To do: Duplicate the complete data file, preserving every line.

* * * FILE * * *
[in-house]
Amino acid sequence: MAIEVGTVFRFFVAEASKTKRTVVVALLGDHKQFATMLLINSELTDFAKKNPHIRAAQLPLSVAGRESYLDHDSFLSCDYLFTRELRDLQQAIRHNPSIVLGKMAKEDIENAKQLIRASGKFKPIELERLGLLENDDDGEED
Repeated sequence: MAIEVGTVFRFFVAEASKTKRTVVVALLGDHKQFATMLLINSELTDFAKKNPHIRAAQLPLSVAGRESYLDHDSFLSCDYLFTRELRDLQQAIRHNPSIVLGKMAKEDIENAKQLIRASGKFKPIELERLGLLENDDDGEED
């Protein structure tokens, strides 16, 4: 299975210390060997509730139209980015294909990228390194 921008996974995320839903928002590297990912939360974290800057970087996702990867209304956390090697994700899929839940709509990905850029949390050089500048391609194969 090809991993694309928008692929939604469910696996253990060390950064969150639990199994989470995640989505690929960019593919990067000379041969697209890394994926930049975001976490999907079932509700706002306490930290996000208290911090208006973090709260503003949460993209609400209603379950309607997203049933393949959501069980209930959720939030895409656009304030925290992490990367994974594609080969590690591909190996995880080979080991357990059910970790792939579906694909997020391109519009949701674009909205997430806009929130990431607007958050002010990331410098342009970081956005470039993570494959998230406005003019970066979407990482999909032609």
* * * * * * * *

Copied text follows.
[in-house]
Amino acid sequence: MAIEVGTVFRFFVAEASKTKRTVVVALLGDHKQFATMLLINSELTDFAKKNPHIRAAQLPLSVAGRESYLDHDSFLSCDYLFTRELRDLQQAIRHNPSIVLGKMAKEDIENAKQLIRASGKFKPIELERLGLLENDDDGEED
Repeated sequence: MAIEVGTVFRFFVAEASKTKRTVVVALLGDHKQFATMLLINSELTDFAKKNPHIRAAQLPLSVAGRESYLDHDSFLSCDYLFTRELRDLQQAIRHNPSIVLGKMAKEDIENAKQLIRASGKFKPIELERLGLLENDDDGEED
């Protein structure tokens, strides 16, 4: 299975210390060997509730139209980015294909990228390194 921008996974995320839903928002590297990912939360974290800057970087996702990867209304956390090697994700899929839940709509990905850029949390050089500048391609194969 090809991993694309928008692929939604469910696996253990060390950064969150639990199994989470995640989505690929960019593919990067000379041969697209890394994926930049975001976490999907079932509700706002306490930290996000208290911090208006973090709260503003949460993209609400209603379950309607997203049933393949959501069980209930959720939030895409656009304030925290992490990367994974594609080969590690591909190996995880080979080991357990059910970790792939579906694909997020391109519009949701674009909205997430806009929130990431607007958050002010990331410098342009970081956005470039993570494959998230406005003019970066979407990482999909032609």